Catching Exception, SystemException, or ApplicationException; or coding empty catch blocks, aren’t simply "bad practices" — it’s just plain wrong. Here's why you shouldn't do it.
I am inspired to share my thoughts on this for a couple of reasons. One is in response and as a follow up to my friend Justin Etheredge’s recent post over at CodeThinked, where he briefly touches on this topic, but didn’t really dive too deeply into the wheres and whys. Second is to shamelessly plug my latest Wrox e-book just released today ;-), Robust ASP.NET Exception Handling (ISBN 978-0-470-50367-6), in which I examine this and other related topics in far more depth than I will in this post.
It is common to see developers trying to “overdo it” when it comes to catching exceptions. They reason (quite understandably) that any code could potentially throw an exception. Therefore, to be on the safe side, they attempt to wrap as much of their code as possible in try statements, then catch any exception that is thrown.
Of course, it is true that an exception can be thrown from nearly any code at any time. For example, even when calling very safe-looking code, the computer might suddenly run out of memory, which throws an OutOfMemoryException. Ask yourself — would you know how to handle an OutOfMemoryException in code? Me neither! Since there is absolutely nothing you can do about those kinds of errors, there is no point in catching them in the first place.
This should point out the futility of catching very general exceptions such as System.Exception or System.SystemException, or using a catch statement without an argument (sometimes called a general catch block). These constructs are shown below.
The third example is particularly insidious, as the MSIL generated by the C# compiler becomes catch(Object), which also catches COM and other non-CLR exceptions.
Though you may see this done in blogs and code samples from time to time (it’s very common on MSDN), these samples are usually for illustrative purposes only, and shouldn’t be used in production code, period. Remember, a general catch block catches any and every exception that occurs — even catastrophic system failures over which you have no control.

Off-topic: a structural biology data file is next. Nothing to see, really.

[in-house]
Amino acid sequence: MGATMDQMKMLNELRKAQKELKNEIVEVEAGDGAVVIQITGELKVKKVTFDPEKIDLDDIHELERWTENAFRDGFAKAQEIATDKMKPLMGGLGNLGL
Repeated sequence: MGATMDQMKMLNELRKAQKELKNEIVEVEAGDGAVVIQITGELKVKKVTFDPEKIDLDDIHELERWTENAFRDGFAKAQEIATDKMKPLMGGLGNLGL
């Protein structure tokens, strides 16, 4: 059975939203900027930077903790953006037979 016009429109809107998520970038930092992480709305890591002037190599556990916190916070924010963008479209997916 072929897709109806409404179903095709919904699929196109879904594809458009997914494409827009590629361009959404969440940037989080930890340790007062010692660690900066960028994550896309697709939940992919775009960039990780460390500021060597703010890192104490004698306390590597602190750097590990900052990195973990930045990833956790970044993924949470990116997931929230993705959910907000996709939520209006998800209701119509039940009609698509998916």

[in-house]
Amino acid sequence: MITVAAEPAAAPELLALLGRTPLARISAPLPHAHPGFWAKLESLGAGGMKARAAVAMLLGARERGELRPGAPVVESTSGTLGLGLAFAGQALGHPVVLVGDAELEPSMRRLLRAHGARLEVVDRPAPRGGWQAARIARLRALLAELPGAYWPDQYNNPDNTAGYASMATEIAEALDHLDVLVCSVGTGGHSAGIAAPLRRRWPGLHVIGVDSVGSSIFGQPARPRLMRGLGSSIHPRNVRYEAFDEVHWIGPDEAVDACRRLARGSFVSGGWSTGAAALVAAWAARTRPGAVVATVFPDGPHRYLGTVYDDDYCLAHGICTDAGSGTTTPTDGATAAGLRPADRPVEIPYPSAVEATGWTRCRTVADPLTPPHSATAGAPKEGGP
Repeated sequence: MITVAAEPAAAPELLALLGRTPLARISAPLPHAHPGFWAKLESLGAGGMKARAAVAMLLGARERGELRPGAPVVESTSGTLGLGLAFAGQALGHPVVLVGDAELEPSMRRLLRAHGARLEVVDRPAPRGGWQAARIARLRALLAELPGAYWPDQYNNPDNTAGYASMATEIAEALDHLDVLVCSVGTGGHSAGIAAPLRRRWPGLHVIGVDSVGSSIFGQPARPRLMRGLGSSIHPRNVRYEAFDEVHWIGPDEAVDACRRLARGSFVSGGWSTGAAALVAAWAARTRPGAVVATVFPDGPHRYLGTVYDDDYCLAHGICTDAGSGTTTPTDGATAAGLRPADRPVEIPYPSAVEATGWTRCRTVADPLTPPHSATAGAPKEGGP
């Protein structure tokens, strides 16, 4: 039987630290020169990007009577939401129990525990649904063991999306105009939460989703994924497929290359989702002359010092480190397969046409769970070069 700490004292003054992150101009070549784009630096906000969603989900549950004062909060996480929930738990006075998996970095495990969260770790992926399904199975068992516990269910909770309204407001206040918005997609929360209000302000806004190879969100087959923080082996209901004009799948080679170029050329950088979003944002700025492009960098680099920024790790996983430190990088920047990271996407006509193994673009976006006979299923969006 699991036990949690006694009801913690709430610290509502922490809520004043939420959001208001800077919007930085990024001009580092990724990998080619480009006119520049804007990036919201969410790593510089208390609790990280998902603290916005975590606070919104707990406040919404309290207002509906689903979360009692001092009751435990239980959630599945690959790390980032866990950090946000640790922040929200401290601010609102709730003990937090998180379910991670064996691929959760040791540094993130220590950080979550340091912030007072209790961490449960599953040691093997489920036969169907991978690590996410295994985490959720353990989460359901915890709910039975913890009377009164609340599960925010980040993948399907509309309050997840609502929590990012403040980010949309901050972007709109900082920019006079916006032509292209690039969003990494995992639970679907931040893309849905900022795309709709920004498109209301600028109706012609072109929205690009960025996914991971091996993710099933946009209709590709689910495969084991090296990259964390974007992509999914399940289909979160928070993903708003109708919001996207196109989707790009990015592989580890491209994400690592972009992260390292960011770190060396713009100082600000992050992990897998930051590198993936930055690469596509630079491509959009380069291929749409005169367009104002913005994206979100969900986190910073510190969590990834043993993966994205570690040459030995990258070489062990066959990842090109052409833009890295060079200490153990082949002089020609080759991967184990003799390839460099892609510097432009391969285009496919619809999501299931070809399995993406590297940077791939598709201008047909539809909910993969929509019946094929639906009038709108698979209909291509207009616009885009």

Blindly catching exceptions everywhere, or catching every possible exception, is a very bad practice, indeed. Remember, the MSDN documents all exceptions that can be directly thrown from methods and constructors in the .NET base class library. Use this as a guide in determining what exceptions might be thrown. Then, think about which specific exceptions you should catch, and why. Finally, develop a strategy to handle those specific exceptions, given the context in which it they are thrown.
There are legitimate reasons for handling exceptions. Among these are:
- Notifying the user, and if appropriate, allowing them to retry the operation
- Wrapping the exception in a new exception, appending additional relevant detail
- Wrapping a specific exception in a more general exception to prevent revealing sensitive details, such as exceptions thrown from a Web service
- Logging and/or notifying system administrators of the exception, and rethrowing it. (Even then, it’s generally not useful to routinely log handled exceptions unless you’ve got a good reason.)
- Using a finally block to clean up resources that might be abandoned if an exception occurs
If you don’t have a reason to catch an exception, or have no idea what you would do with it if you did, then don’t. Let it bubble up the call stack, and let your application-level exception handler take care of it. After all, that’s what it’s there for.
Only catch exceptions that you are prepared to handle.
The bottom line here is that well-written code should actually contain relatively few try-catch blocks.
I hope you’ll remember this the next time you’re tempted to catch(Exception). And don’t forget to tell your friends. ;-)
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